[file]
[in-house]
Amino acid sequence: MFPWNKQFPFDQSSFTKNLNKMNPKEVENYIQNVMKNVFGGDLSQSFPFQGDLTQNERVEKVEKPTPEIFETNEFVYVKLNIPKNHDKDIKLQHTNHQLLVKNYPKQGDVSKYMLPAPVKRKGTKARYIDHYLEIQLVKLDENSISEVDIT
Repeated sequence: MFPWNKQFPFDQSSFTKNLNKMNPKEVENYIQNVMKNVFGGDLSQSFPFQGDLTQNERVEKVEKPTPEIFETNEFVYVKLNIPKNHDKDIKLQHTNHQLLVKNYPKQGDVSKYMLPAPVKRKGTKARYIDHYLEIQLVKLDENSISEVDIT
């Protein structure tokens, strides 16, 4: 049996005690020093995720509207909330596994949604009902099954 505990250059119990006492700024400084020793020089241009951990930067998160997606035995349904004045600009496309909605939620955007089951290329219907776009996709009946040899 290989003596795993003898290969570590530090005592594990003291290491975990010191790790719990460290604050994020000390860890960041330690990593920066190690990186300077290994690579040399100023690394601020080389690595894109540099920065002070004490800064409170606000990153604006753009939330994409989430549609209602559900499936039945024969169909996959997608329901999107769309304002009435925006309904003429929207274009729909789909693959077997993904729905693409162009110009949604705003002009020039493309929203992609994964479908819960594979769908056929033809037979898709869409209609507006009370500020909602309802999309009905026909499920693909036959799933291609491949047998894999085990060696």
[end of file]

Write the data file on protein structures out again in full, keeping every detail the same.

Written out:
[in-house]
Amino acid sequence: MFPWNKQFPFDQSSFTKNLNKMNPKEVENYIQNVMKNVFGGDLSQSFPFQGDLTQNERVEKVEKPTPEIFETNEFVYVKLNIPKNHDKDIKLQHTNHQLLVKNYPKQGDVSKYMLPAPVKRKGTKARYIDHYLEIQLVKLDENSISEVDIT
Repeated sequence: MFPWNKQFPFDQSSFTKNLNKMNPKEVENYIQNVMKNVFGGDLSQSFPFQGDLTQNERVEKVEKPTPEIFETNEFVYVKLNIPKNHDKDIKLQHTNHQLLVKNYPKQGDVSKYMLPAPVKRKGTKARYIDHYLEIQLVKLDENSISEVDIT
């Protein structure tokens, strides 16, 4: 049996005690020093995720509207909330596994949604009902099954 505990250059119990006492700024400084020793020089241009951990930067998160997606035995349904004045600009496309909605939620955007089951290329219907776009996709009946040899 290989003596795993003898290969570590530090005592594990003291290491975990010191790790719990460290604050994020000390860890960041330690990593920066190690990186300077290994690579040399100023690394601020080389690595894109540099920065002070004490800064409170606000990153604006753009939330994409989430549609209602559900499936039945024969169909996959997608329901999107769309304002009435925006309904003429929207274009729909789909693959077997993904729905693409162009110009949604705003002009020039493309929203992609994964479908819960594979769908056929033809037979898709869409209609507006009370500020909602309802999309009905026909499920693909036959799933291609491949047998894999085990060696």